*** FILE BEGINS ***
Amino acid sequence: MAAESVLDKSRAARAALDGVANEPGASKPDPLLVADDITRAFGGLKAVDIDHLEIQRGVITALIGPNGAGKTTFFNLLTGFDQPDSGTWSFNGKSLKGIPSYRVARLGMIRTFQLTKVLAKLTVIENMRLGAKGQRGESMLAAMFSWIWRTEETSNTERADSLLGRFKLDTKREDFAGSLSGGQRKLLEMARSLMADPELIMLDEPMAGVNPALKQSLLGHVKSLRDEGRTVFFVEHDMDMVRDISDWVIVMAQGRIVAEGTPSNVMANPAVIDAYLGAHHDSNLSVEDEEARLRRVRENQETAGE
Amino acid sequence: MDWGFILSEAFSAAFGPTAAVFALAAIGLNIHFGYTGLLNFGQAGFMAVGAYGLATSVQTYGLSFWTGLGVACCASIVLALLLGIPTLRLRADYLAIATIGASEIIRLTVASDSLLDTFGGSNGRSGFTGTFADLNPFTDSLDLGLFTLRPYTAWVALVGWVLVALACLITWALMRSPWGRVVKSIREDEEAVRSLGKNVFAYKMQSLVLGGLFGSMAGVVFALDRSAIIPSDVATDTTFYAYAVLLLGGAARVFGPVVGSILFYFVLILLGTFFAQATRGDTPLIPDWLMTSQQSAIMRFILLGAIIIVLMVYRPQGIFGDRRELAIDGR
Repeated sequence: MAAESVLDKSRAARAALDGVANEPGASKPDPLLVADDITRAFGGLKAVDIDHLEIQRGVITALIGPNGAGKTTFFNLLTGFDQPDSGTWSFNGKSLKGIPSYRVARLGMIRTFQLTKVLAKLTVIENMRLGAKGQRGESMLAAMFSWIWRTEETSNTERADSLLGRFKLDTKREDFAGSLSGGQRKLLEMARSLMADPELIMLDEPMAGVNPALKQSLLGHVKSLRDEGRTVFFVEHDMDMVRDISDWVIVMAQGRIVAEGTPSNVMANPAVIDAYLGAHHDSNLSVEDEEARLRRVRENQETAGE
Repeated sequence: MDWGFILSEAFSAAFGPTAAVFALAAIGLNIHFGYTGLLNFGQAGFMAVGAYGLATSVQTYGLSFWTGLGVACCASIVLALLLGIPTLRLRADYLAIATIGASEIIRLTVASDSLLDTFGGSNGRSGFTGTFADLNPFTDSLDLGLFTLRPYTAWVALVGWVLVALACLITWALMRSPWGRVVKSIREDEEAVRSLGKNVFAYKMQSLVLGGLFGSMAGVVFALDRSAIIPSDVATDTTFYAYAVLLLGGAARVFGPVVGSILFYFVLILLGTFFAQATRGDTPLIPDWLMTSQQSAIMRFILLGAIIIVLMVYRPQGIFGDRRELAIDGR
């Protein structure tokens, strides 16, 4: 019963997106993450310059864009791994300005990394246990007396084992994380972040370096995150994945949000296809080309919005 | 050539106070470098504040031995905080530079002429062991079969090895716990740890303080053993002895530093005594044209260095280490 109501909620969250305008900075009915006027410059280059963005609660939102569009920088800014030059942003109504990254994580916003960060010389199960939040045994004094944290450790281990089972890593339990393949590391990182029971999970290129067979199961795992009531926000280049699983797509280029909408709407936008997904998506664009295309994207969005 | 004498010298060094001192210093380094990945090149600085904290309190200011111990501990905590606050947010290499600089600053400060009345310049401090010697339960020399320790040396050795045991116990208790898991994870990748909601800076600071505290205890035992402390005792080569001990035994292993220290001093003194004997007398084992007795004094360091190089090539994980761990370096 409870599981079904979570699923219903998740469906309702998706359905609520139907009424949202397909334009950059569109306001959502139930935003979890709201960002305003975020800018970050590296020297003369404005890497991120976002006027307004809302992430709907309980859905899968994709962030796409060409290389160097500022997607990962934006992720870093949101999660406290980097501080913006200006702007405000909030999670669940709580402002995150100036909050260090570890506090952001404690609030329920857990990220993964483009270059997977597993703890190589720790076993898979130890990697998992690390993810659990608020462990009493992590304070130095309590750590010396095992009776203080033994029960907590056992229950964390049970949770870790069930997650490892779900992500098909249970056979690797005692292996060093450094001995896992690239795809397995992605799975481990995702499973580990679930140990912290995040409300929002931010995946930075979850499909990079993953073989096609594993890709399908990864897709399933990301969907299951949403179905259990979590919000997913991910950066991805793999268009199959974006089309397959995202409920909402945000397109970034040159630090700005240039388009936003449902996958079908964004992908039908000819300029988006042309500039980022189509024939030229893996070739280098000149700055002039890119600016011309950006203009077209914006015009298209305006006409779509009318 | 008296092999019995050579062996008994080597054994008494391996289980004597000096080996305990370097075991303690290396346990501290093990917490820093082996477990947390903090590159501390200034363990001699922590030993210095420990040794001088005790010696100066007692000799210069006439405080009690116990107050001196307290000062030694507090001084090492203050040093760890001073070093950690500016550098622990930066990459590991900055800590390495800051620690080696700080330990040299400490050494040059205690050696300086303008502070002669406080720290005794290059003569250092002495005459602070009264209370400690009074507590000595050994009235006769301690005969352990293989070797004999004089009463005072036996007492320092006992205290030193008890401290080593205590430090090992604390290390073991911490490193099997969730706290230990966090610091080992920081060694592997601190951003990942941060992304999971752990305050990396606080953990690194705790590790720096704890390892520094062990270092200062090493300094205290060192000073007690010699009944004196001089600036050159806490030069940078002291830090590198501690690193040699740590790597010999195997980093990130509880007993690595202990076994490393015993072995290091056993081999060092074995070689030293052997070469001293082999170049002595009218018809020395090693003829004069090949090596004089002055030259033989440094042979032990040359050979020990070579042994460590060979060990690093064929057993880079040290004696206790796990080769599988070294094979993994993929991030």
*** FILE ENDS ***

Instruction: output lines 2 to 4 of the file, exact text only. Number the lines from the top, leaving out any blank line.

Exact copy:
Amino acid sequence: MDWGFILSEAFSAAFGPTAAVFALAAIGLNIHFGYTGLLNFGQAGFMAVGAYGLATSVQTYGLSFWTGLGVACCASIVLALLLGIPTLRLRADYLAIATIGASEIIRLTVASDSLLDTFGGSNGRSGFTGTFADLNPFTDSLDLGLFTLRPYTAWVALVGWVLVALACLITWALMRSPWGRVVKSIREDEEAVRSLGKNVFAYKMQSLVLGGLFGSMAGVVFALDRSAIIPSDVATDTTFYAYAVLLLGGAARVFGPVVGSILFYFVLILLGTFFAQATRGDTPLIPDWLMTSQQSAIMRFILLGAIIIVLMVYRPQGIFGDRRELAIDGR
Repeated sequence: MAAESVLDKSRAARAALDGVANEPGASKPDPLLVADDITRAFGGLKAVDIDHLEIQRGVITALIGPNGAGKTTFFNLLTGFDQPDSGTWSFNGKSLKGIPSYRVARLGMIRTFQLTKVLAKLTVIENMRLGAKGQRGESMLAAMFSWIWRTEETSNTERADSLLGRFKLDTKREDFAGSLSGGQRKLLEMARSLMADPELIMLDEPMAGVNPALKQSLLGHVKSLRDEGRTVFFVEHDMDMVRDISDWVIVMAQGRIVAEGTPSNVMANPAVIDAYLGAHHDSNLSVEDEEARLRRVRENQETAGE
Repeated sequence: MDWGFILSEAFSAAFGPTAAVFALAAIGLNIHFGYTGLLNFGQAGFMAVGAYGLATSVQTYGLSFWTGLGVACCASIVLALLLGIPTLRLRADYLAIATIGASEIIRLTVASDSLLDTFGGSNGRSGFTGTFADLNPFTDSLDLGLFTLRPYTAWVALVGWVLVALACLITWALMRSPWGRVVKSIREDEEAVRSLGKNVFAYKMQSLVLGGLFGSMAGVVFALDRSAIIPSDVATDTTFYAYAVLLLGGAARVFGPVVGSILFYFVLILLGTFFAQATRGDTPLIPDWLMTSQQSAIMRFILLGAIIIVLMVYRPQGIFGDRRELAIDGR